How is beer made?

The basic beer-making process is relatively straightforward. The reason why there are so many different types of beer is that each part of this process can be manipulated and tweaked to produce a different outcome.  

Essential ingredients

The main ingredient of beer is water. So the quality of water used by a brewery counts. Next comes barley. Grains of barley are moistened, allowed to germinate and then roasted (a process called 'malting') to stop the germination process in its tracks. This permits the starch in the barley to turn to sugar (maltose), which, when fermented by yeast, will produce alcohol. Wheat is sometimes used in combination with barley to produce 'wheat beer' or 'white beer'.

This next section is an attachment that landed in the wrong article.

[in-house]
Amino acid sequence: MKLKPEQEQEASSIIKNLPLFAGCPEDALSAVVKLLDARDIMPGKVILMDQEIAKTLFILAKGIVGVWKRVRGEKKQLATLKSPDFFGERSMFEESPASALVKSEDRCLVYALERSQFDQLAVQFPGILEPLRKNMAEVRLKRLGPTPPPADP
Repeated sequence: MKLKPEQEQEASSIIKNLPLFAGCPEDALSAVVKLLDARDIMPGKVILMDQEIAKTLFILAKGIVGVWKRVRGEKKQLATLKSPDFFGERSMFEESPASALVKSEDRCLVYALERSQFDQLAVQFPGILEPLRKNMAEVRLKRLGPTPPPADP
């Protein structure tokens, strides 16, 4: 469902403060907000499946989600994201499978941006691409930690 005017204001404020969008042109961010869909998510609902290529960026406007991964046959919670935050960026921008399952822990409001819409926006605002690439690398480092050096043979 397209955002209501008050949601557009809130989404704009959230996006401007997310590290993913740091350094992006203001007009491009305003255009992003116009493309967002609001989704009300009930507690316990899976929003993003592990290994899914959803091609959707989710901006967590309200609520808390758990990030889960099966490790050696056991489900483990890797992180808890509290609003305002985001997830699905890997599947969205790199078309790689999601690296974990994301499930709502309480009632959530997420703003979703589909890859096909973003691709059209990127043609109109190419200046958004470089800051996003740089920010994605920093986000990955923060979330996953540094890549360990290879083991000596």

Mash tuns, wort and hops

The malted grain is milled (scrunched up) and mixed with water in a mash tun. Further ingredients and flavourings may now be added to this mix (now called the 'wort'), such as unmalted grain, extra sugar, and flavourings such as hops and even coriander and orange peel. Hops (the dried flowers of the hop vine) give beer a distinctive bitter flavour, and also have a mild antiseptic property, which controls bacteria.


The wort is then boiled, then cooled, and yeast is added. The beer is then allowed to ferment, before being filtered ('fining'). Lastly it is transferred to casks or bottles. A process of ageing (or 'conditioning') allows secondary fermentation, which permits carbon dioxide to develop naturally, if fizz is desired.

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